One hundred years ago today saw the signing of the treaty which led to the end of hostilities in the First World War, but it was a covenant which was not to last.
A century on from that date and our Armed Forces and those who serve in them still command the respect of the people of Wales and remain a valued part of Welsh society. While defence matters are a responsibility of the UK Government, Wales also has a duty to provide the best support possible for those who have served or are serving in the military. The Armed Forces Covenant was enshrined in legislation in 2011. It recognises the country’s moral obligation to Armed Forces personnel, to veterans, and to their families, and it pledges that they should not face disadvantage in accessing public and commercial services as a result of their military service. The Welsh Government and all local authorities in Wales have signed the Covenant and have subscribed to work with partner organisations to upholding its principles. Unlike the armistice signed on the 11th November 1918, this is a Covenant which must endure.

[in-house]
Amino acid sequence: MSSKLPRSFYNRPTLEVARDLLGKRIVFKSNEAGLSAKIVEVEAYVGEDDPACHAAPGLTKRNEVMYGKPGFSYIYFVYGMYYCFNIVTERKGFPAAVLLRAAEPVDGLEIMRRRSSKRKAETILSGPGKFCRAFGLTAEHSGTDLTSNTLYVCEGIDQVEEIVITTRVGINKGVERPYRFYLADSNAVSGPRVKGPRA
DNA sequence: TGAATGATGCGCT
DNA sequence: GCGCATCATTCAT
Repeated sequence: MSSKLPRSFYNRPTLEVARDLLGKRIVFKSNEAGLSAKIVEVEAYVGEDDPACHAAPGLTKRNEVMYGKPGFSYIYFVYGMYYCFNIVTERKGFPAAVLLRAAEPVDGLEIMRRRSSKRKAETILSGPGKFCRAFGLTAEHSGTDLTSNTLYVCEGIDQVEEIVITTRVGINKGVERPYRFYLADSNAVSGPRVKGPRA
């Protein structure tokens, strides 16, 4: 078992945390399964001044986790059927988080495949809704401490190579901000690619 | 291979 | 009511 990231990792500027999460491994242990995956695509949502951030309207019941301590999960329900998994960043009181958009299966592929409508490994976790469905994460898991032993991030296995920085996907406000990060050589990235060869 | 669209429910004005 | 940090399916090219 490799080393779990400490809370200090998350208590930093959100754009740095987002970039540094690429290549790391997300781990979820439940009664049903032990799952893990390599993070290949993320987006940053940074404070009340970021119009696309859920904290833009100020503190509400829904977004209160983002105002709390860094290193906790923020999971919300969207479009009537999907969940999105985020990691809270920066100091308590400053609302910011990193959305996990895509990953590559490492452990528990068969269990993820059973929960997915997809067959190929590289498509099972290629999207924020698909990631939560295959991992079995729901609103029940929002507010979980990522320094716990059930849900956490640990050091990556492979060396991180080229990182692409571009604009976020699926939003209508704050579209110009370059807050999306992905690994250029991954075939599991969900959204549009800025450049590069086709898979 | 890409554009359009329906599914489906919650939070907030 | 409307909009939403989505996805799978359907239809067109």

In January 2017, the Cross Party on Armed Forces and Cadets called for a review on the impact of the Covenant and earlier this year, in the absence of others taking a piece of work forward, we launched the inquiry which has resulted in this report.